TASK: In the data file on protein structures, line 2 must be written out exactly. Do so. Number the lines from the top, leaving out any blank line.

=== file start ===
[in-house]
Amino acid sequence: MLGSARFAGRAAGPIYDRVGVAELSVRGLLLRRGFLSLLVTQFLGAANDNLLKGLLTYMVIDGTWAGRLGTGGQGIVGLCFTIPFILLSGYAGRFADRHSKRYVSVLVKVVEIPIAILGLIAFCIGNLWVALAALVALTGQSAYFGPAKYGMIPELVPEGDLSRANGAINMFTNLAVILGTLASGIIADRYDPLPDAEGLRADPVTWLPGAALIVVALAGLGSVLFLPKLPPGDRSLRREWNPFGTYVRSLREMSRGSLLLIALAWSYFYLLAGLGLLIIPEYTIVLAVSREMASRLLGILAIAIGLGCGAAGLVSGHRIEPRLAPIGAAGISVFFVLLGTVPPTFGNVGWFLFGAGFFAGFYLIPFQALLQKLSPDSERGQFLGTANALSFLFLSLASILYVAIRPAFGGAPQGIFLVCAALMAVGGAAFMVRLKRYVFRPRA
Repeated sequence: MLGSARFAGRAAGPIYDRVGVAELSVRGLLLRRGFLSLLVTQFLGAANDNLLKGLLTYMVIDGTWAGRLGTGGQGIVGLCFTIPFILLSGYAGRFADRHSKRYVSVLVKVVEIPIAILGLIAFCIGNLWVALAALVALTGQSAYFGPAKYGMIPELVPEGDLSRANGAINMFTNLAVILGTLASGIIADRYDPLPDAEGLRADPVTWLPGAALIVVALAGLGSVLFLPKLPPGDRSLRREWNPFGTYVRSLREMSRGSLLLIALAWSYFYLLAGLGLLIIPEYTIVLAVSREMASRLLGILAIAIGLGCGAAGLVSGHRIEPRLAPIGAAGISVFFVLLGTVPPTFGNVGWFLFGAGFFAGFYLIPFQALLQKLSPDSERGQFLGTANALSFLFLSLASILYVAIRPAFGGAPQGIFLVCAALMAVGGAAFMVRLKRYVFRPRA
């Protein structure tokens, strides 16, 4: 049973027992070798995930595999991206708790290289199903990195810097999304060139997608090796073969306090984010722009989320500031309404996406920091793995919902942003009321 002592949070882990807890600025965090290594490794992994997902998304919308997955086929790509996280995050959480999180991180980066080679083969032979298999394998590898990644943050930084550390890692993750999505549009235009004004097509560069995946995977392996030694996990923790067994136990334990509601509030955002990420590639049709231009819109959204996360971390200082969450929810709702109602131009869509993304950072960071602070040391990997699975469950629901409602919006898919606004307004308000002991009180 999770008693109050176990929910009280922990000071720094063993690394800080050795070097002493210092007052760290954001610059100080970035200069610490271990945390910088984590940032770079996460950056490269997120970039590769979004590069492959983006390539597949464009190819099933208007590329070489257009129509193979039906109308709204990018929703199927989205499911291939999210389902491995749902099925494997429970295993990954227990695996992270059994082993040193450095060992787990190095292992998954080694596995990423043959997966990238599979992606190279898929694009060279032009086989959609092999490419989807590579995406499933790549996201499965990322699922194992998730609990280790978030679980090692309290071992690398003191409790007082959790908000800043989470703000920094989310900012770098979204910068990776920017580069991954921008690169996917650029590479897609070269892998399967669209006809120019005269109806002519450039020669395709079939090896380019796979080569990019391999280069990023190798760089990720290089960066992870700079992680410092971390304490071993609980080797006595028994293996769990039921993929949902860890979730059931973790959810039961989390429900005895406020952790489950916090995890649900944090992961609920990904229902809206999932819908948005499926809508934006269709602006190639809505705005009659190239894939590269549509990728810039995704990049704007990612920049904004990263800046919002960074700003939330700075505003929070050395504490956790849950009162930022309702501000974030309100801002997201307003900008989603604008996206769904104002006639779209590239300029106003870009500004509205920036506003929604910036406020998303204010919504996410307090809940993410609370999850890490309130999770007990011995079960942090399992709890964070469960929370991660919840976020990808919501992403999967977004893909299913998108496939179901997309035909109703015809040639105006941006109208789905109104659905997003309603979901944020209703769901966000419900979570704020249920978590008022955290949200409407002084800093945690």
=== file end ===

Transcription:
Amino acid sequence: MLGSARFAGRAAGPIYDRVGVAELSVRGLLLRRGFLSLLVTQFLGAANDNLLKGLLTYMVIDGTWAGRLGTGGQGIVGLCFTIPFILLSGYAGRFADRHSKRYVSVLVKVVEIPIAILGLIAFCIGNLWVALAALVALTGQSAYFGPAKYGMIPELVPEGDLSRANGAINMFTNLAVILGTLASGIIADRYDPLPDAEGLRADPVTWLPGAALIVVALAGLGSVLFLPKLPPGDRSLRREWNPFGTYVRSLREMSRGSLLLIALAWSYFYLLAGLGLLIIPEYTIVLAVSREMASRLLGILAIAIGLGCGAAGLVSGHRIEPRLAPIGAAGISVFFVLLGTVPPTFGNVGWFLFGAGFFAGFYLIPFQALLQKLSPDSERGQFLGTANALSFLFLSLASILYVAIRPAFGGAPQGIFLVCAALMAVGGAAFMVRLKRYVFRPRA